I also have Seasonal Affective Disorder, which is sucking hardcore as I look out the window at work and see the darkness.

    If anyone wants to talk mental health, please feel free to message me. Let’s erase the stigma of mental illness and help each other. <3

  8. This is like, a giant call out post wrapped in a hug wrapped in that “we’re all in his together” song from high school musical.
    I’m working on my stuff (depression): I did one session of Headspace last week and it was great but haven’t done one sense. I need to do light physical activity like walking about every day, and I need to get off social media more. Thanks for your tips and stories <3

    • I’m also trying to get a new therapist because I recently realized my insurance actually covers therapy and I don’t think I have to pay anything! I’ve called about six female therapists so far and none of them have appointments that fit with my schedule. I will keep looking though.

      • I searched and searched before I found my current therapist. I was spoiled by the woman who wrote the textbook on the proper way to guide and help trans people of all flavors so maybe I was extra critical. Here is what I found I needed.
        1 we had jive. The person I choose must not be judgmental against who I am. So I search for People who work with lesbian, bi, gay and trans people

        2) I specifically ask. “You say you work with LGBT people, do you actually like LGBT people” you’d be surprised at the answers. Just to make sure they don’t want to ‘correct that sinful behavior’ just because they list LGBT doesn’t mean they are PRO LGBT.

        3. They need to exude confidence in their ability to help me without having a big ego or make me feel like a child.

        4 they have to willing to hold my feet to the fire and call bullshit when they think I am trying to wiggle around some difficult stuff

        5 they have to be willing to give me tools I can use and more importantly give me homework for me to work on between appointments.

        6 finally they have to have empathy without being all wishy washy just to placate my emotions.

        You know you have a good therapist when you two click and you leave your sessions mentally and physically drained. Yes it’s hard work and if your not being worked hard they’re not helping you grow.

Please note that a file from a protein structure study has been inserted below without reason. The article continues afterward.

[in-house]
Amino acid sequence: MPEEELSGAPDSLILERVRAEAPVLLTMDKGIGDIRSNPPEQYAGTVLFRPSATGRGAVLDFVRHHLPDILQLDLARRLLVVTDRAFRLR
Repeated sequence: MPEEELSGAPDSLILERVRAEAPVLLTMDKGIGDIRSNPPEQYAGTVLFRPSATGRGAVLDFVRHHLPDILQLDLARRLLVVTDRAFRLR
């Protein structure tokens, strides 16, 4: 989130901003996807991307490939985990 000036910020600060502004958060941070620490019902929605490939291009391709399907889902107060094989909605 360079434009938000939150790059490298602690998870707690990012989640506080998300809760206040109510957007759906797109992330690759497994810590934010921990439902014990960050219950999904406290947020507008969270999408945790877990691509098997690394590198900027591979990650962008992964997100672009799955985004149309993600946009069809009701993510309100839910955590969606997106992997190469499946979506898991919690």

Anyway that’s my list Of requirements I use to find the right therapist for me.

        • This is a good list, thank you! I’ve had two different therapists in my life so here are my additions:
          1) I don’t want to know anything specific about your personal life because-
          2) You need to be a blank document I can just emotionally vomit all over without feeling judged
          3) I don’t want to know about any of your other clients! I don’t even care if we work in similar fields! This is not about them, it is about me! You shouldn’t be telling me about them, and you shouldn’t be telling them about me!
          4) You shouldn’t be asking my opinions on current events (unless I bring it up first) because you want to chat about them. Yes Trump is awful and his people are awful but this is not idle chit chat here WE ARE SUPPOSED TO BE GETTING DOWN TO TOUGH SHIT and you are not supposed to act like my friend!
          Those are mine. Your #5 is definitely important! Homework makes you practice the shit/tools you actually learn in therapy.

  9. My aren’t we all a effed up bunch? ☹️

    I know it’s takes courage and sometimes it’s painful to open up about our own personal mental health issues but thank you for the effort it took to write. It’s nice to know I am not alone.

    I have had my own battles as well complete with SI and SH. It came down to transition or die. It’s right where I was headed then something awful happened, my father in law took his own life, the pain and devastation I felt and shared with my family made me realize that I had to transition. My FIL’s suicide saved my life. After my transition I was actually happy I’d sing and skip do n the halls at work. I was able to think of something else besides being manufactured all wrong in the wrong body. Life was good, then it wasn’t.

    I needed to have rib reconstruction surgery called a Nuss Procedure in order to get my sternum off my heart. The first surgery was done poorly and the bars flipped. Eight weeks after the first I had to go in for a “revision”. The surgery was at least nine hours long. The surgeon broke two ribs in addition to poorly placing the bars. When I came to the following day I was in uncontrolled pain I was intebated and had a NG tube up my nose.

    That I as 2013. Eighteen months after that I went to the Mayo Clinic in Scottsdale to get fixed up right. Long story short I am now battling PTSD with flashbacks and major depressive disorder. The recurring nightmares of the ICU. Of being trapped in my body in pain lead me to cutting and other bad episodes.